when you thought you were safe from Scooters, I am back again with another
This time it is a non-US machine from Down Under. Richard Chafer from
Gekko Graphics in Australia
contacted me to see if I would be interested in building a Skyhawk using his new
Richard wanted pictures of models built in his decals to use on his web site.
Since the aircraft in this posting is one I wanted to build anyway, I agreed. It
saved me the trouble of creating my own decals for this aircraft.
I have no review of the kit to write here. See my previous writings on the
Hasegawa Skyhawk for a review. What I do have here are the changes I made using
pieces already in the kit to make an Australian A-4G from the Hasegawa A-4E/F
kit. All the necessary parts are in the box. All you need to do is know which
pieces to use. Built like this, does the model qualify as out-of-the-box, since
the instructions do not mention these parts? I am sure the IPMS would have an
opinion on this.
To convert the A-4E kit into an A-4G, I did the following. Again, note that all
these changes use parts that are already present in the kit. Some of the parts
are "grayed out" on the instruction sheet as being not used (on the A-4E/F), but
they are the right parts to use to update the A-4E/F to an A-4G. The step
numbers relate to the Hasegawa A-4E/F kit instruction steps.
Remove the small antenna on top of the fin cap
fairing (part A15).
Do not use the lower fuselage piece that includes
the chaff dispenser fairing (part A8). Instead, use the part with no dispenser
fairing (part A6).
A-4G Skyhawks do not have the avionics hump. Follow
the instructions in the main diagram (for scheme #1) and ignore the directions
in the inset labeled for scheme #2.
Do not use the ECM antennas (parts D19 and E31 or
F22) under the nose. Do not use the other 2 antennae (parts F22) under the
fuselage adjacent the nose landing gear bay.
On the nose landing gear strut, apply the pieces
that are labeled as going with scheme #2 (parts E21 and E25). These parts are
the nose wheel steering fit that all A-4Gs had when delivered.
Check your references for the wing cannons. Some
A-4Gs have them while others do not. Use the appropriate wing roots for your
needs, either kit parts D8/D9 for cannons or D6/D7 without cannons.
- Do not paint the hook ends of the catapult hooks (parts F23) yellow as
directed. On RAN aircraft, these were white.
Do not fit the ECM antennae (parts E19, F21, D17
When attaching the cover plates (parts A3 and A4)
over the chaff dispensers, fill the gap around them to make them disappear.
A-4Gs were built prior to the retro-fit of the chaff dispensers and did not have
the dispensers or the cover plates.
Do not fit the radio antenna (part F4). Use the
alternate antenna (part E11) instead and paint it flat black. Do not attach the
pitot (part F24) immediately in front of the cockpit.
Attach the temperature probe and pitot (parts E32
and F24) as indicated in the inset labeled for scheme #2.
Depending on the time period of the particular aircraft being modeled, either
the straight refueling probe (part E8) or the bent probe (part E7) can be
attached. The straight probe was used on early aircraft while painted in the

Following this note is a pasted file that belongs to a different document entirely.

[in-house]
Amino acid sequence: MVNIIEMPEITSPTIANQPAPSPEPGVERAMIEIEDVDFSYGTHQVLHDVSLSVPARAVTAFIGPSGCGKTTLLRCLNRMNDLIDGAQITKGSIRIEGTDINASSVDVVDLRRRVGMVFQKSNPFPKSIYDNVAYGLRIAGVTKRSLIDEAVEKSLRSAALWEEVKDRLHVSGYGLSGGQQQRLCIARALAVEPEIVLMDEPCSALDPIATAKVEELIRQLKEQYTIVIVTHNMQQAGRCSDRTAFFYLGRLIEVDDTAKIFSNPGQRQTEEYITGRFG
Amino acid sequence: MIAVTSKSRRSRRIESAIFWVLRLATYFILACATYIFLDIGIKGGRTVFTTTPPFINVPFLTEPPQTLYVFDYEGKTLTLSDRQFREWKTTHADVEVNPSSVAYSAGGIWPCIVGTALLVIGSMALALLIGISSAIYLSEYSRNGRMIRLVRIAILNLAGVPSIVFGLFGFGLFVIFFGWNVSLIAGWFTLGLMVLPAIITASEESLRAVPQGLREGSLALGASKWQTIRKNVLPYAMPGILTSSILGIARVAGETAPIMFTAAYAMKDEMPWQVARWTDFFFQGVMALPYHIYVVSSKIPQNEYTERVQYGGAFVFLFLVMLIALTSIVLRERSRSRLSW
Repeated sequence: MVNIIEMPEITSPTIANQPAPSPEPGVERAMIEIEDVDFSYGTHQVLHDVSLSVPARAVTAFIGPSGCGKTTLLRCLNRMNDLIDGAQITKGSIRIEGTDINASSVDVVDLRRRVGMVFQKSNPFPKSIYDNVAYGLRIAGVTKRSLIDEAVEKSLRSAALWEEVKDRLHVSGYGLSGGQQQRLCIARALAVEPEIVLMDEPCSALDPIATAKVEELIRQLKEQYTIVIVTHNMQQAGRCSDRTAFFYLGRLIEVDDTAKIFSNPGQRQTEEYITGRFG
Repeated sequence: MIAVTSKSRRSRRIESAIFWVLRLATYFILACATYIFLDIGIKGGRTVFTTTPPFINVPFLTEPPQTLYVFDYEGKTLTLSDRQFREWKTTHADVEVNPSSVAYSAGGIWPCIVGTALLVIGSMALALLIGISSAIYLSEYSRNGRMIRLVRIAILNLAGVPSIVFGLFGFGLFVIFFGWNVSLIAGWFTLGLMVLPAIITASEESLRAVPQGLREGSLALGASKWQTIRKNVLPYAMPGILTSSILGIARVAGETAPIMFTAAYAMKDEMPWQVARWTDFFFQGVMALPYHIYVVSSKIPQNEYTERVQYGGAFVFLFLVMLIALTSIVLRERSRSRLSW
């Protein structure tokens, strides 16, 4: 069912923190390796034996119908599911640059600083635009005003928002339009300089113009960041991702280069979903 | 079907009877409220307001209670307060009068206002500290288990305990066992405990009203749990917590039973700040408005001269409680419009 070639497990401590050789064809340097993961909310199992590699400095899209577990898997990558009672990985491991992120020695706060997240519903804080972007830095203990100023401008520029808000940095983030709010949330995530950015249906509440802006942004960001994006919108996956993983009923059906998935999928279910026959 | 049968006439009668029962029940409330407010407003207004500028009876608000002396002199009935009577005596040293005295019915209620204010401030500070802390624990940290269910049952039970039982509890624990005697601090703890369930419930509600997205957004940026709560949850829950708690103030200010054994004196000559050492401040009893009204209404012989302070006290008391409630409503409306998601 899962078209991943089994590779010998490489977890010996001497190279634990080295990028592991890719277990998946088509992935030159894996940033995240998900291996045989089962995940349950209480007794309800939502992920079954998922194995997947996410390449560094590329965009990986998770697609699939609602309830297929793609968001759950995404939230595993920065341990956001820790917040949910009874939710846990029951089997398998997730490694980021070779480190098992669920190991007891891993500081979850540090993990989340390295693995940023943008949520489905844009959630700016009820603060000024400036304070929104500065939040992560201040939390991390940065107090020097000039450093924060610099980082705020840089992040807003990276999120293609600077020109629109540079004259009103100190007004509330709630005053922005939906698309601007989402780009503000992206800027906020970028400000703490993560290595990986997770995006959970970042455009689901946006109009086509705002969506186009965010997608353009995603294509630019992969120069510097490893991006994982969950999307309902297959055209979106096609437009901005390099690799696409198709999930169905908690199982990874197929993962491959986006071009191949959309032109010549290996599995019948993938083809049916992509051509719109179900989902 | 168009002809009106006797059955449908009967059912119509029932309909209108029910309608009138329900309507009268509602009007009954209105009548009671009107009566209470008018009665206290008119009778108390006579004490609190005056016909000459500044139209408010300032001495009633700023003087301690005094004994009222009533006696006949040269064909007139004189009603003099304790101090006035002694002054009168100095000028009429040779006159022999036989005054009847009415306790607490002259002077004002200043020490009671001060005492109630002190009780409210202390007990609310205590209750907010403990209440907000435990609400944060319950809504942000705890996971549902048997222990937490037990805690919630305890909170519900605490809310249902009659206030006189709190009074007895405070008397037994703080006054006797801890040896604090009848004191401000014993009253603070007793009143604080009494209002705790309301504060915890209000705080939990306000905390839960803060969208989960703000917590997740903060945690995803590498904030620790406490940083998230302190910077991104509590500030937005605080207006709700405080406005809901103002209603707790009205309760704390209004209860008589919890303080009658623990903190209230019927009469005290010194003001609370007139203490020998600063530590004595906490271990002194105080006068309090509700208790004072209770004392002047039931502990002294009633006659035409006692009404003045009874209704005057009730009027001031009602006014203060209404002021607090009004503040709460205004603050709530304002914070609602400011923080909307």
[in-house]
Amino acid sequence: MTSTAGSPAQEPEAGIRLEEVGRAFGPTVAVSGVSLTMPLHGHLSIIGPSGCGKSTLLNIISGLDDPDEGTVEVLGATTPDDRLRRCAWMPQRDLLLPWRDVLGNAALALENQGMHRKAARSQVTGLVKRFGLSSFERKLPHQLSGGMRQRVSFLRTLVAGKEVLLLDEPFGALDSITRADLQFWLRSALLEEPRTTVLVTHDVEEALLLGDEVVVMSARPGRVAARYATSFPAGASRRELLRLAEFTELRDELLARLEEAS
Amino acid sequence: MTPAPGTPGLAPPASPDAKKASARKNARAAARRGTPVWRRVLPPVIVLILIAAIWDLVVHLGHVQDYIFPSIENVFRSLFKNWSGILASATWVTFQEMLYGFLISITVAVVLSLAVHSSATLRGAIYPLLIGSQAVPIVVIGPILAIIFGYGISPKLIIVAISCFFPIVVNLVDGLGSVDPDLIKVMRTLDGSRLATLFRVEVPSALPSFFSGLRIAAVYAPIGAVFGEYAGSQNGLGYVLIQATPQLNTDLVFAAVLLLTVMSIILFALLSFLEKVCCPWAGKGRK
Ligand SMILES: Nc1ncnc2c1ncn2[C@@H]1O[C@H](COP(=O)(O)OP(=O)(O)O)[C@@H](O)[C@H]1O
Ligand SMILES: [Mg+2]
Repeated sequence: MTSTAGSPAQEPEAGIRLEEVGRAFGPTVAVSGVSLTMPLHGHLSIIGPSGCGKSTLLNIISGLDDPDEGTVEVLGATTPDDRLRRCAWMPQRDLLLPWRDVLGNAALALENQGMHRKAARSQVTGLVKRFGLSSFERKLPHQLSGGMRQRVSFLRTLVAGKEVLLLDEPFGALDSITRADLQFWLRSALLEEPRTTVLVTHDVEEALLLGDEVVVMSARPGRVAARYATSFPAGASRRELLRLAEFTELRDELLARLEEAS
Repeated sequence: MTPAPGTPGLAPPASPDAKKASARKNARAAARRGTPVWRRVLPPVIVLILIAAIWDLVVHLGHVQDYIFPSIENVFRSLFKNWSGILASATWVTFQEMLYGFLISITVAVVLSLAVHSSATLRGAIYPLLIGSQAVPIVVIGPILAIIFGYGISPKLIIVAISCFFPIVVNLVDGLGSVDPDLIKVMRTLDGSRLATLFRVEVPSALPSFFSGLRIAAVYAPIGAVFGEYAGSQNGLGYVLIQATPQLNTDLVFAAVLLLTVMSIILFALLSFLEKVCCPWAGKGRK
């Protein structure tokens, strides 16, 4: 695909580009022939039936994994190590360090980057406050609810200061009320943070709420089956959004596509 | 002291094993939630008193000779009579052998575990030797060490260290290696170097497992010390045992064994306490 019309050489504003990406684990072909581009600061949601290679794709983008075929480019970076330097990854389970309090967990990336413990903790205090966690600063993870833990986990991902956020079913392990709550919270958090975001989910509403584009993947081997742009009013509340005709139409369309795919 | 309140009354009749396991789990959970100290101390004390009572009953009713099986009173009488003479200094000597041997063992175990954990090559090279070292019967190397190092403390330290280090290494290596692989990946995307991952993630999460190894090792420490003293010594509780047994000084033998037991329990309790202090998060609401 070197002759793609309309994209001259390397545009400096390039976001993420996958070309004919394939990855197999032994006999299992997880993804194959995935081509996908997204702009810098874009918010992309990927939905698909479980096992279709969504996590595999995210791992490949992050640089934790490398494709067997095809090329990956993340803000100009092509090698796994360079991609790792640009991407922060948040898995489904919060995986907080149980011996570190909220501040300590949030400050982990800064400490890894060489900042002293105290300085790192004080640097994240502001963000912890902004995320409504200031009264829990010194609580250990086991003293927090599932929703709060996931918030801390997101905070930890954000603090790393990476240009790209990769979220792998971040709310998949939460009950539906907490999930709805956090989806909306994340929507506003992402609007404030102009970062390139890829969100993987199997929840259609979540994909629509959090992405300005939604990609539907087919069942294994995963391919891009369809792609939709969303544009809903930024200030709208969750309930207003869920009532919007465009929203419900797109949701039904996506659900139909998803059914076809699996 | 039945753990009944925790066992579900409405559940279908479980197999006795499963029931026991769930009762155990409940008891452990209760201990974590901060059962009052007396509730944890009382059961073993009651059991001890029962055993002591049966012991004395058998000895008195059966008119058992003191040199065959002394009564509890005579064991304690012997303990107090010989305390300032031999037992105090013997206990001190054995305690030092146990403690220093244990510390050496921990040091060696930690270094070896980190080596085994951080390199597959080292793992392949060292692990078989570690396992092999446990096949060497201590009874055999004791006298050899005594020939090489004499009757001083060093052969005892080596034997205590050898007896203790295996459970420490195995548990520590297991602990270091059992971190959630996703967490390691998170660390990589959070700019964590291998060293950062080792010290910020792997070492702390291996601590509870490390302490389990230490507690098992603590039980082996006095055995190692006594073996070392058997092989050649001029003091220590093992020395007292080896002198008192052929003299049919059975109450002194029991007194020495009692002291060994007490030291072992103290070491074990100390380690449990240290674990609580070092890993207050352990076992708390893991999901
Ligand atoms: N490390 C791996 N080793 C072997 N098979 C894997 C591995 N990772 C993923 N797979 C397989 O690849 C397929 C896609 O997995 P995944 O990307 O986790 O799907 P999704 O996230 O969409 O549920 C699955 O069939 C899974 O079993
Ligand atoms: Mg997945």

Gull Gray over White camouflage. Most RAN aircraft had bent probes installed
before the air superiority camouflage scheme was applied to them. As I was
building an air superiority camouflaged aircraft, I use the bent probe.
I got many of these conversion notes from Richard at Gekko Graphics. Other
parts I figured out through my own research. I was not paying attention on my
model and started building it with the cannons. Just before I started applying
decals, I happened to notice the lack of cannons on the specific aircraft I was
building. I contacted Richard on this point and he found pictures with and
without cannons for this aircraft, so I left the model with the cannons on it.
The out-of-the-box qualifications of the model are broken for sure by the use of
an after-market ejection seat. While adequate, the kit provided ejection seat is
a bit simplistic. I replaced the seat with one from Cutting Edge.
I originally wanted to build the model with Sidewinder missiles since the
Australian Navy was the first air arm to fly the Skyhawk routinely in an
air-to-air role. It was not uncommon to find Sidewinders hanging from the wings.
As the kit provides the missile rails and pylon adapters in the kit already, I
painted them up and hung them on the outboard weapons pylons. In the end, I did
not feel like digging out some Sidewinders and left the missile rails empty.
Perhaps I will build some missiles at a later time and attach them.
As I wrote at the beginning of this posting, this model was built at the
request of Richard Chafer from Gekko Graphics. Richard supplied me some of his
new decals to build the model in return for having me provide him some pictures
of the completed model to display on his web site. For a model I wanted to build
anyway, this seemed a fair trade.
I helped Gekko Graphics with the research on the painting instructions. I used
all Testors Model Master enamel paints. The camouflage colors are Light
Admiralty Grey (BS 381C-697) and Aircraft Grey (BS 381C-693). This is the air
superiority camouflage applied to all of the Australian Skyhawks in the last few
years of Australian service. Eventually, all the surviving Australian Skyhawks
were sold to New Zealand where they retained this camouflage for some time. When
the aircraft were updated to the A-4K standard, this camouflage was removed.
The colors in this camouflage proved to be a bit elusive. I had three sources
that tried to match the closest FS number to these BSC numbers. All of them